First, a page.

US 4742325 A
A thin-film circuit including integrated resistors and conductors. The conductors consist of two superposed Au layers having a Pd layer sandwiched between them. The conductors have a sheet resistivity of R 10 m and are solderable and bondable. The thin-film circuit is suitable for applications in the GHz range.
1. A thin-film circuit with integrated resistors and conductors, comprising:
a patterned resistive layer; and
a patterned multilayer arrangement comprising a diffusion barrier and conductive layers, said conductive layers comprising a lower gold layer, an alloying barrier, and an upper gold layer.
2. A thin-film circuit as claimed in claim 1, wherein:
said lower gold layer is thicker than 2 μm.
3. A thin-film circuit as claimed in claim 2, wherein:
said alloying barrier is a Pd layer.
4. A thin-film circuit as claimed in claim 1, wherein:
said substrate is an AL2 O3 substrate;
said resistive layer an NiCr layer;
said diffusion barrier is an Ni layer; and
the thickness of said lower Au layer ranges between 2 μm and 10 μm, that of said Pd layer between 0.3 μm and 1 μm, and that of said upper Au layer between 0.5 μm and 1.5 μm.
The present invention relates to a thin-film circuit with integrated resistors and conductors and to a method of making the same.
In the journal "Electrical Design News", Nov. 25, 1981, pp. 141 et seq., a thin-film circuit is described in which a patterned NiCr layer is deposited on a ceramic substrate to form integrated resistors. Disposed over the patterned NiCr layer are a patterned Ni layer as a diffusion barrier and a patterned Au layer for the conductors.
If conventional tin-lead soldered joints are to be made to such gold conductors, the layer thickness of the conductors should not exceed 1.5 μm, because the gold layer is partially dissolved by the molten solder and forms an alloy with the solder. If the percentage of gold in the alloy exceeds a given limit, the alloy becomes brittle. The percentage of gold increases with increasing layer thickness of the gold conductors. Mechanical stress, which may be caused, for example, by temperature changes, tends to result in the formation of cracks which originate from the brittle lead-tin-gold alloy. The risk of cracking increases with increasing layer thickness of the gold conductors.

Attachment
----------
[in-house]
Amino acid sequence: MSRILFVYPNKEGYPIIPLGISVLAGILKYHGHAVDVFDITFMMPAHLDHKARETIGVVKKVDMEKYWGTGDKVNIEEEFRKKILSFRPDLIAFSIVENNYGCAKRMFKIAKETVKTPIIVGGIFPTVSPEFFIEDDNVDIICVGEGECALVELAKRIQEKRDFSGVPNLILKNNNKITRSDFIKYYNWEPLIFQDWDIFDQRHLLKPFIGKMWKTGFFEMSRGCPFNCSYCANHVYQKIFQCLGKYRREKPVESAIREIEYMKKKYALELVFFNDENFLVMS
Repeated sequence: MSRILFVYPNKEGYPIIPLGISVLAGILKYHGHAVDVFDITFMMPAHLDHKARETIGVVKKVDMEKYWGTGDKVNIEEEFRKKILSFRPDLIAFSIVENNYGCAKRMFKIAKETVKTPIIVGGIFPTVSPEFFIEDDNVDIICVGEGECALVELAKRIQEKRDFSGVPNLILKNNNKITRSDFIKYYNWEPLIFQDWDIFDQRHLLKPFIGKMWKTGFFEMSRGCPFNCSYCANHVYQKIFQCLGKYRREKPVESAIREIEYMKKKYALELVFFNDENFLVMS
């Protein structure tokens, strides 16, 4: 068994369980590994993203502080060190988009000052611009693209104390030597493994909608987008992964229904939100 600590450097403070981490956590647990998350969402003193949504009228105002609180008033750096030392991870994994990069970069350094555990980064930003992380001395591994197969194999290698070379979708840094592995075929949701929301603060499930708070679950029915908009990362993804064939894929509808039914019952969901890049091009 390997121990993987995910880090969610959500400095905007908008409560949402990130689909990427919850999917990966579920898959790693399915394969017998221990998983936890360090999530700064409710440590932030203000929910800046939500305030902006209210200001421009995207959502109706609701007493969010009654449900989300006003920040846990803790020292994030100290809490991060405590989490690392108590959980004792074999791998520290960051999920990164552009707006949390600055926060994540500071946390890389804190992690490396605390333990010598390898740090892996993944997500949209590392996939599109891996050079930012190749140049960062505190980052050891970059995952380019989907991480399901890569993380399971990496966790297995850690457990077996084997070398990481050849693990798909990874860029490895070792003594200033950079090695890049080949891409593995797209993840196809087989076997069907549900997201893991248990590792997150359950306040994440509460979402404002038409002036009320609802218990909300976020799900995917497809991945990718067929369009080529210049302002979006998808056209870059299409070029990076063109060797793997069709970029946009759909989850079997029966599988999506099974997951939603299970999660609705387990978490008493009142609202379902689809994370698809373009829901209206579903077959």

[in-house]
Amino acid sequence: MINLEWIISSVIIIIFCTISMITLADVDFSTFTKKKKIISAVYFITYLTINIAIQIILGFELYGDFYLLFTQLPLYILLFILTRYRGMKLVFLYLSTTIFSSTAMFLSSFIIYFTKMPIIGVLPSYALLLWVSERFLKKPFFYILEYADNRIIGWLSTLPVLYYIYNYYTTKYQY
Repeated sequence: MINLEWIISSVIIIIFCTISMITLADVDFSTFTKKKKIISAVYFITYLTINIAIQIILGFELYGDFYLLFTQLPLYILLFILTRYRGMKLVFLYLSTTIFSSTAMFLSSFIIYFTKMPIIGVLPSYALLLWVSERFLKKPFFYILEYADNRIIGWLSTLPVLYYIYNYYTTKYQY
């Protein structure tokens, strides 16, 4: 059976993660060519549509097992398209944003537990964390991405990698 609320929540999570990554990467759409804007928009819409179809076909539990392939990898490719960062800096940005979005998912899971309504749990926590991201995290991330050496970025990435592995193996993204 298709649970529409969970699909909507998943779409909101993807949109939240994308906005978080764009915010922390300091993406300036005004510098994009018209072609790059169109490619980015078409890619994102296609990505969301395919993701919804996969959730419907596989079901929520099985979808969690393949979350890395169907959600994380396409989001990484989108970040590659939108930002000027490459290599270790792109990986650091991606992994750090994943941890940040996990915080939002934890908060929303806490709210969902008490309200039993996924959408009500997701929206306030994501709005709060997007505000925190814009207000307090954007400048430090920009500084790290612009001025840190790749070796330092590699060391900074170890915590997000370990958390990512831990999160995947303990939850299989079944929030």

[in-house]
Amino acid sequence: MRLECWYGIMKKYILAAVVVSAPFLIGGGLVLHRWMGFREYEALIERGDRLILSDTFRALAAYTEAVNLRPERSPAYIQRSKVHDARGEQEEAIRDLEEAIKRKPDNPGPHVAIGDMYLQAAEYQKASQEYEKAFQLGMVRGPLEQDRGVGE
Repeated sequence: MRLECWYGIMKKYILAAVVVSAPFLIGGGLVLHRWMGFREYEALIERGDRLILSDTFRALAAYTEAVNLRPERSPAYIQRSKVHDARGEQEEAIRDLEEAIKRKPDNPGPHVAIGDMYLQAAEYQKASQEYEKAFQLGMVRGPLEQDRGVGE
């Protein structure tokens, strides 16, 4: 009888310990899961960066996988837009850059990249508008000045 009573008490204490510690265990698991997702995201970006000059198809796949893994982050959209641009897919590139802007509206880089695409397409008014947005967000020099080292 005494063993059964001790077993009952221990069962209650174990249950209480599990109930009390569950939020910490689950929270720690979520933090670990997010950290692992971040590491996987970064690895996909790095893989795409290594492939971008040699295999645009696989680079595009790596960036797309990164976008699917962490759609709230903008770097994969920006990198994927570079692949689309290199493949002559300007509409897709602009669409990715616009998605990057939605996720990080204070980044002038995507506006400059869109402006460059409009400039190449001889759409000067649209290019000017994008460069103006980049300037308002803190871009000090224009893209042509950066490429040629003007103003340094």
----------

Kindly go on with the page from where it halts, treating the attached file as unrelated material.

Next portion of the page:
If a thin-film circuit is to be suitable for use in the GHz range, only conductors with a very low sheet resistivity (RF ≦10m ) can be employed.
Since the width of the conductors strongly influences the capacitance between two adjacent conductors, the sheet resistivity is advantageously reduced by increasing the layer thickness, the required layer thicknesses ranging from 6 μm to 10 μm. Gold conductors of this layer thickness which are soldered with lead-tin solders exhibit no sufficient mechanical strength.
One object of the present invention is to provide a thin-film circuit of the above kind which is suitable for use in the GHz range and whose conductors have a sheet resistivity of RF ≦10m , the conductors being both bondable and solderable with common lead-tin solders.
An embodiment of the invention and a method of making the thin-film circuit will now be described in more detail with reference to the accompanying drawings, in which:
FIG. 1 is a perspective view of an embodiment of the layer structure of a thin-film circuit in accordance with the invention;
FIG. 2 shows the embodiment of FIG. 1 prior to the deposition of the conductive layers, and
FIG. 3 shows the embodiment of FIG. 1 prior to the patterning of the resistive layer.